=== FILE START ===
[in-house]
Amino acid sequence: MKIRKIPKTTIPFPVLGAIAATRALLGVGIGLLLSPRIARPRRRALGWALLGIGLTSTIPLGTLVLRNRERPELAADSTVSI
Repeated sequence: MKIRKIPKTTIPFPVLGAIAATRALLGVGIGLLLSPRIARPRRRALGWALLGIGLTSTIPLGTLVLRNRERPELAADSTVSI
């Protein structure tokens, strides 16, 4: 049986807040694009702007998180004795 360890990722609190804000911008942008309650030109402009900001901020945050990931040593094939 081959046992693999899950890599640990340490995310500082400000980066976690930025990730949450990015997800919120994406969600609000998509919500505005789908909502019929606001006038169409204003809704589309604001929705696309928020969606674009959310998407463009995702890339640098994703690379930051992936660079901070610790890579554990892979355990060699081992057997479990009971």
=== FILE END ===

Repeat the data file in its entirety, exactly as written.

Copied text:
[in-house]
Amino acid sequence: MKIRKIPKTTIPFPVLGAIAATRALLGVGIGLLLSPRIARPRRRALGWALLGIGLTSTIPLGTLVLRNRERPELAADSTVSI
Repeated sequence: MKIRKIPKTTIPFPVLGAIAATRALLGVGIGLLLSPRIARPRRRALGWALLGIGLTSTIPLGTLVLRNRERPELAADSTVSI
């Protein structure tokens, strides 16, 4: 049986807040694009702007998180004795 360890990722609190804000911008942008309650030109402009900001901020945050990931040593094939 081959046992693999899950890599640990340490995310500082400000980066976690930025990730949450990015997800919120994406969600609000998509919500505005789908909502019929606001006038169409204003809704589309604001929705696309928020969606674009959310998407463009995702890339640098994703690379930051992936660079901070610790890579554990892979355990060699081992057997479990009971």